"King genius, why is it that the hoarse voiced strutting peacock spreads its gaudy train to the sun, dazzling the eyes of every beholder with richly burnished neck and royal crown, to the astonishment of every passer-by, whilst I, in my plain plumage, am overlooked and forgotten by all? Thy ways, kind genius, seem not to be equal towards those under thy care and protection."

The genius listened to her complaint, and thus replied:

"I will grant thee a train similar in richness to that of the gaudy bird thou seemest to envy, and shall demand of thee one condition in return.'

"What is that?" eagerly inquired the dove, overjoyed at the prospect of possessing what seemed to promise so much happiness.

"It is," said the genius, "that thou dost consent to surrender all those qualities of meekness, tenderness, constancy and love, for which thy family have been distinguished in all times." "Let me consider," said the dove. "No; I cannot consent to such an exchange. No, not for all the gaudy plumage, the showy train of that vain bird, can I surrender those qualities of which thou speakest, the distinguished features of my family from time immemorial. I must decline, good genius, the condition thou dost propose."

"Then why complain, dear bird? Has not Providence bestowed on thee qualities which thou valuest more than all the gaudy adornment thou admirest? And art thou discontented still?"

A tear started in the eye of the dove, at this mild rebuke of the guardian spirit, and she promised never to complain.

The beautiful girl, who had entered into the story with deep and tender emotion, raised her fine blue eyes to meet her mother's gaze: and as they rolled upward, suffused with penitential tears, she said in a sudden tone, with a smile like that assumed by all nature, when the bow of God appears in the heavens after a storm-"My mother, I think I know what that story means. Let me be thy dove! let me have that ornament of a meek and quiet spirit, and I am satisfied to see others appear in rich and gaudy apparel!"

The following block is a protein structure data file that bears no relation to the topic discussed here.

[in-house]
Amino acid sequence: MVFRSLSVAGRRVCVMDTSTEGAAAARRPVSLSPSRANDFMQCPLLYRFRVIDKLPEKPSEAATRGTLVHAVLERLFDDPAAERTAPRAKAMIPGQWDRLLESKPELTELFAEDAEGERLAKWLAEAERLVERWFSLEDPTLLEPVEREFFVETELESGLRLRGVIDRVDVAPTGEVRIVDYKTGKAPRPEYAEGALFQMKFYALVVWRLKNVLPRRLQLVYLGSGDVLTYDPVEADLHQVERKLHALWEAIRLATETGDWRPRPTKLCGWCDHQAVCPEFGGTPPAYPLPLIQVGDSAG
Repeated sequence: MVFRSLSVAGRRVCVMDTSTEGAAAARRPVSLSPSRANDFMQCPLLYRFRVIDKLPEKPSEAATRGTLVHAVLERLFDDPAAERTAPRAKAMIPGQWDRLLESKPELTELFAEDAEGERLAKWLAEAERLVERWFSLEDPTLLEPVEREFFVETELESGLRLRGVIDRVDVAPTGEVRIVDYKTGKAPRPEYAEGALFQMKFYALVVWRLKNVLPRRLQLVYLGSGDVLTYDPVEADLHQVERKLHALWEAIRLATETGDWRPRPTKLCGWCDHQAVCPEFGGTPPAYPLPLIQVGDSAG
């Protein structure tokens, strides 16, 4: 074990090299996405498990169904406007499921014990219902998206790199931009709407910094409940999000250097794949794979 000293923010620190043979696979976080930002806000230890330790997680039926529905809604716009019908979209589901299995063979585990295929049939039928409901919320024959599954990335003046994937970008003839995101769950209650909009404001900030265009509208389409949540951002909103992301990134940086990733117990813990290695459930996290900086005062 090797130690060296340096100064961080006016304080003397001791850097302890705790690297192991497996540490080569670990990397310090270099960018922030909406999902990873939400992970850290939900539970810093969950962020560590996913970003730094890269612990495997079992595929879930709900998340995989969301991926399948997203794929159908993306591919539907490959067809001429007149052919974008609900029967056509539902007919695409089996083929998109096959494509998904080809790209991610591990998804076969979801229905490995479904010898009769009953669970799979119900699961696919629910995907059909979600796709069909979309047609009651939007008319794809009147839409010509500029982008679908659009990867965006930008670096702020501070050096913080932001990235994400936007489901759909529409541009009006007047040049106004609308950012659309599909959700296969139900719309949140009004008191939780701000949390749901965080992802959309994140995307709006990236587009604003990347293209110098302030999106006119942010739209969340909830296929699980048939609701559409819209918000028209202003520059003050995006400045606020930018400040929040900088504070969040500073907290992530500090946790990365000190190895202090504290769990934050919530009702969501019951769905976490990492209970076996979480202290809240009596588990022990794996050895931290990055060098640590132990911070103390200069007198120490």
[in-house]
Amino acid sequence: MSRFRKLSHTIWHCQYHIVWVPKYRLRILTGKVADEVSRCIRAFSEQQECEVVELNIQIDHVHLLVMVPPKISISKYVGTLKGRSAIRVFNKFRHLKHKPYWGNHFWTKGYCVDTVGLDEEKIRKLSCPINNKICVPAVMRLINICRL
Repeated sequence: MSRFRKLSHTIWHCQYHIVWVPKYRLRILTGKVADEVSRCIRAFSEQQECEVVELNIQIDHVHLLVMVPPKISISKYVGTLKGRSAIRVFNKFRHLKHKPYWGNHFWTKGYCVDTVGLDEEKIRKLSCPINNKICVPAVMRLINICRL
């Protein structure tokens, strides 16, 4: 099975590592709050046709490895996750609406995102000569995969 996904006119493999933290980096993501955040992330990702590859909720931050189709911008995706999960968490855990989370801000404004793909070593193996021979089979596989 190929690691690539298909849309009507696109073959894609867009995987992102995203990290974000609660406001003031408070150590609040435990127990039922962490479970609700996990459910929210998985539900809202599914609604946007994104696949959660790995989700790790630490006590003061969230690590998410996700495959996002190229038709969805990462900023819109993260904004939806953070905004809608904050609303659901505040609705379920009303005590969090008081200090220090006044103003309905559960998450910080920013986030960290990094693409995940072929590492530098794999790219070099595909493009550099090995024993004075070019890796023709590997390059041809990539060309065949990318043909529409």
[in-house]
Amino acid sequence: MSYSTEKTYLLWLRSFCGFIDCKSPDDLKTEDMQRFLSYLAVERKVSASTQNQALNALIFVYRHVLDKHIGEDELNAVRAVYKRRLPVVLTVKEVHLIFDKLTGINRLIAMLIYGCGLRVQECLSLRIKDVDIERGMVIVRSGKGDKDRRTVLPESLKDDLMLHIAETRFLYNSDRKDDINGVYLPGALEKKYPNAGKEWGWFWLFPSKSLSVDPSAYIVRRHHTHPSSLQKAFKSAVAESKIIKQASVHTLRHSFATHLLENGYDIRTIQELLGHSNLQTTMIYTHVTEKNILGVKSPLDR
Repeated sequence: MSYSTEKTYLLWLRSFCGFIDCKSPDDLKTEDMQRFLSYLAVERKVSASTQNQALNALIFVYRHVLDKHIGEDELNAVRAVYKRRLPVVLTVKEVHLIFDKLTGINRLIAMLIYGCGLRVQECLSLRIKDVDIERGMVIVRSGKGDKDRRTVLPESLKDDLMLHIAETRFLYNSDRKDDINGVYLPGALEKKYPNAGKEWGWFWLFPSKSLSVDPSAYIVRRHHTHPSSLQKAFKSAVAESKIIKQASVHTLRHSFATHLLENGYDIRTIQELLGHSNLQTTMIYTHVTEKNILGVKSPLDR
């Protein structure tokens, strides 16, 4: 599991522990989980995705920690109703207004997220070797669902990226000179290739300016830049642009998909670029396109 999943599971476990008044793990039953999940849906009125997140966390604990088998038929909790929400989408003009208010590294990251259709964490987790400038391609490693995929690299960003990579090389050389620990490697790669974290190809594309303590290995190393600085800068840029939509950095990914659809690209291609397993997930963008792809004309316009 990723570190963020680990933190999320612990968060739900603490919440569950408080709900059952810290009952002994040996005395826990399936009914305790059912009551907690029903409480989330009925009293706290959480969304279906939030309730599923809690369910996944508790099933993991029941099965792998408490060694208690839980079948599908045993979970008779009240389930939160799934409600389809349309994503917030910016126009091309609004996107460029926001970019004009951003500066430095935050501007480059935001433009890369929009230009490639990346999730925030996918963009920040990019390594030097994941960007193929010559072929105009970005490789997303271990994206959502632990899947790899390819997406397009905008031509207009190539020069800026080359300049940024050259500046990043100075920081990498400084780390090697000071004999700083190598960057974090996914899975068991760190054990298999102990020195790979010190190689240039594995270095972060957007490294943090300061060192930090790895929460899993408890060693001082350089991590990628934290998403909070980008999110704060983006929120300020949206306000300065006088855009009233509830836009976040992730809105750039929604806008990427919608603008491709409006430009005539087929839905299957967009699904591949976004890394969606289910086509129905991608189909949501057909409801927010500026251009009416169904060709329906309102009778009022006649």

The following extracts are from a letter written by Captain Merrill, of Batavia, to his brother. Captain M. was in all the battles: "I cannot forbear noticing two touching incidents that fell under observation. Among the brave and good who have this day fallen, was my friend Burwell, of the 5th infantry. He fell early in the action, from a wound in the leg. On the slight repulse of our troops, he was inhumanly murdered by the enemy's lancers. His faithful dog, a beautiful pointer, had accompanied him there; he also was wounded. During the action, he became separated from his master. After it had subsided, the noble form of Burwell, manly as in life, was discovered, and beside him, and even licking his face and wounds, was his poor dog, who, regardless of his own pain, had sought his generous master in the hour of danger, and there, upon the same field, to die. This affecting scene touched the hearts of many.

"Again, after the fury of the battle was over, I saw a campwoman, of the Infantry, who came upon the field to look for her husband. Almost frantic with despair, she ran from one to another to inquire after him, but, getting no information, she immediately went to search for him among the slain. Passing from body to body, she at length found him-dead. Kneeling over his corpse, she endeavored to raise it, but finding life extinct, she gave utterance to shrieks and lamentations truly touching to hear. Her all had fallen. She continued to remain on the field, (under the fire of the enemy,) until his lifeless body was carried off, which she followed in the deepest grief. Such is affectionate woman."

To this letter of Captain M., we add another of a most touching kind, from Lieutenant Sears:

"My dear Madam:

"JALAPA, MEXICO, August 22d, 1847.